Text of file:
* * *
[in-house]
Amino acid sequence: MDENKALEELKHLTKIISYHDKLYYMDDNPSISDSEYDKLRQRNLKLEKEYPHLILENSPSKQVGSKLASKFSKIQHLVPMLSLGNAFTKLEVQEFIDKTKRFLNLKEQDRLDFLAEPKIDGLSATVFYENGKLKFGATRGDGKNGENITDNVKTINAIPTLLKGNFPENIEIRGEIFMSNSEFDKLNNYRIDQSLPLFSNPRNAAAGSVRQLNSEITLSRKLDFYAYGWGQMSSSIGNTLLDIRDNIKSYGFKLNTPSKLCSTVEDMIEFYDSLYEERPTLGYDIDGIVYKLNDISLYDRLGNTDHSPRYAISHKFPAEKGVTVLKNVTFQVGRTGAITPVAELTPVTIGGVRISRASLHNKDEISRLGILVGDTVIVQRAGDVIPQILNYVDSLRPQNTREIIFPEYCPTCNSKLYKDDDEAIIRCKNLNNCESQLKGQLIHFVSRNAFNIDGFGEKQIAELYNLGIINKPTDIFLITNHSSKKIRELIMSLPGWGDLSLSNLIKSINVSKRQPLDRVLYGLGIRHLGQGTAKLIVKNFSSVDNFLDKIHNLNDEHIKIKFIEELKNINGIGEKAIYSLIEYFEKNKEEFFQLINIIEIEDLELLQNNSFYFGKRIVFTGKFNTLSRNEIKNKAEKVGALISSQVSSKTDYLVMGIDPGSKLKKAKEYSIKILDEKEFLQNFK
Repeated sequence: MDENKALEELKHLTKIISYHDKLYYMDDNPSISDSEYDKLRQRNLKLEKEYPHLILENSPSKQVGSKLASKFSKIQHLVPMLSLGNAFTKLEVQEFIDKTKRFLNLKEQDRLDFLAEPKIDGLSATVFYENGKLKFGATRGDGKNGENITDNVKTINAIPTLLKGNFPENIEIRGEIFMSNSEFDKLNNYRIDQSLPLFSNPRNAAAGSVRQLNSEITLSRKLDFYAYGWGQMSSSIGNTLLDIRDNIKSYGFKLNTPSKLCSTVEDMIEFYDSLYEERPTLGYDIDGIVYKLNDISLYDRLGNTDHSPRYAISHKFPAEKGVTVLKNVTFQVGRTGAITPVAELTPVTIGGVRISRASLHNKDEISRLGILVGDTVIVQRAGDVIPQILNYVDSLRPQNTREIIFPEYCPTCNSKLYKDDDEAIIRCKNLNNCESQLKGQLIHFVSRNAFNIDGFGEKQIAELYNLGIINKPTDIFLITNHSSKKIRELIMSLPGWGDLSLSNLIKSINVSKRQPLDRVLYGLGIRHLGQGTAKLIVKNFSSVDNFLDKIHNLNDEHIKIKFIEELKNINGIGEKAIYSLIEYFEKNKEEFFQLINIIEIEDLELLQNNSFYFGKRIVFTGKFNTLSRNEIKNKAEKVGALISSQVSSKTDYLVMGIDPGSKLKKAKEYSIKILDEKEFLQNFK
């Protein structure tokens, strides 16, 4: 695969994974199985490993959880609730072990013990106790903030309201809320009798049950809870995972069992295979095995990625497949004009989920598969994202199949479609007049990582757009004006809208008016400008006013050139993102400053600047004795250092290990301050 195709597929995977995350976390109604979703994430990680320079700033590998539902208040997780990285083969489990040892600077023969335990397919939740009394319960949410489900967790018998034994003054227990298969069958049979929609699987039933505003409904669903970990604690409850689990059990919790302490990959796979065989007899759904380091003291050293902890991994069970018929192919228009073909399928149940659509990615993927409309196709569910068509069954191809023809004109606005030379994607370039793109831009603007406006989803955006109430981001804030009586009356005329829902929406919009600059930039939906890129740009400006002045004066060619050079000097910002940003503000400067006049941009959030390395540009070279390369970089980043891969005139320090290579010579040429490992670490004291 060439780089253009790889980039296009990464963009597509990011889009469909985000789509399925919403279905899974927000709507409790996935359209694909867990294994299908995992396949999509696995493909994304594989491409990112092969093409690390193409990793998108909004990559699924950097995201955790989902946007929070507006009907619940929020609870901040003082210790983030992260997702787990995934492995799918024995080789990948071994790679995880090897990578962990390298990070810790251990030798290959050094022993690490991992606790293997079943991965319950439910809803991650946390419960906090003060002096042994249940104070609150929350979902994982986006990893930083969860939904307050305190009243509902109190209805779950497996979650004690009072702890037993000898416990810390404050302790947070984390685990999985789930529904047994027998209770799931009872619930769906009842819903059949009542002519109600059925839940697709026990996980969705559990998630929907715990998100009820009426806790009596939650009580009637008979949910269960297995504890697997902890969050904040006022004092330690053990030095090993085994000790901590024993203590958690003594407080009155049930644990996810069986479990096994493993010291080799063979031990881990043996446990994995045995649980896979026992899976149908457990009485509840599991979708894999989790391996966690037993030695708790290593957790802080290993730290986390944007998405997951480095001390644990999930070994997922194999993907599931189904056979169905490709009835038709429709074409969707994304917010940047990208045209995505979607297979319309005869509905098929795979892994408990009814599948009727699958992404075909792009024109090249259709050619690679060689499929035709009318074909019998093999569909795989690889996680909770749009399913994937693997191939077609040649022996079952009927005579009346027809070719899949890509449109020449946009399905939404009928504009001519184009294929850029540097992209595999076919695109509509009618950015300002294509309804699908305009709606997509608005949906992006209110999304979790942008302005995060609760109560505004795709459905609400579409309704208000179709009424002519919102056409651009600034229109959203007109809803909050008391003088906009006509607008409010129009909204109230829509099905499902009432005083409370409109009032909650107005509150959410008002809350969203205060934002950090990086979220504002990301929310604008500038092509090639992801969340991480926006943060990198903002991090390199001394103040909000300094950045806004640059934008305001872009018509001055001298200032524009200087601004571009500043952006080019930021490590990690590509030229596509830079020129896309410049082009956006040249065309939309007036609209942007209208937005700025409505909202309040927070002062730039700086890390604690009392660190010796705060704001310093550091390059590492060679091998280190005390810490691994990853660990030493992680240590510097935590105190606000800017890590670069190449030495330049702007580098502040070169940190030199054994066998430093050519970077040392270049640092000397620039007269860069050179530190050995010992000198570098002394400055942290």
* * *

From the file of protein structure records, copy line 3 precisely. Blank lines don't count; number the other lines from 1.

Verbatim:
Repeated sequence: MDENKALEELKHLTKIISYHDKLYYMDDNPSISDSEYDKLRQRNLKLEKEYPHLILENSPSKQVGSKLASKFSKIQHLVPMLSLGNAFTKLEVQEFIDKTKRFLNLKEQDRLDFLAEPKIDGLSATVFYENGKLKFGATRGDGKNGENITDNVKTINAIPTLLKGNFPENIEIRGEIFMSNSEFDKLNNYRIDQSLPLFSNPRNAAAGSVRQLNSEITLSRKLDFYAYGWGQMSSSIGNTLLDIRDNIKSYGFKLNTPSKLCSTVEDMIEFYDSLYEERPTLGYDIDGIVYKLNDISLYDRLGNTDHSPRYAISHKFPAEKGVTVLKNVTFQVGRTGAITPVAELTPVTIGGVRISRASLHNKDEISRLGILVGDTVIVQRAGDVIPQILNYVDSLRPQNTREIIFPEYCPTCNSKLYKDDDEAIIRCKNLNNCESQLKGQLIHFVSRNAFNIDGFGEKQIAELYNLGIINKPTDIFLITNHSSKKIRELIMSLPGWGDLSLSNLIKSINVSKRQPLDRVLYGLGIRHLGQGTAKLIVKNFSSVDNFLDKIHNLNDEHIKIKFIEELKNINGIGEKAIYSLIEYFEKNKEEFFQLINIIEIEDLELLQNNSFYFGKRIVFTGKFNTLSRNEIKNKAEKVGALISSQVSSKTDYLVMGIDPGSKLKKAKEYSIKILDEKEFLQNFK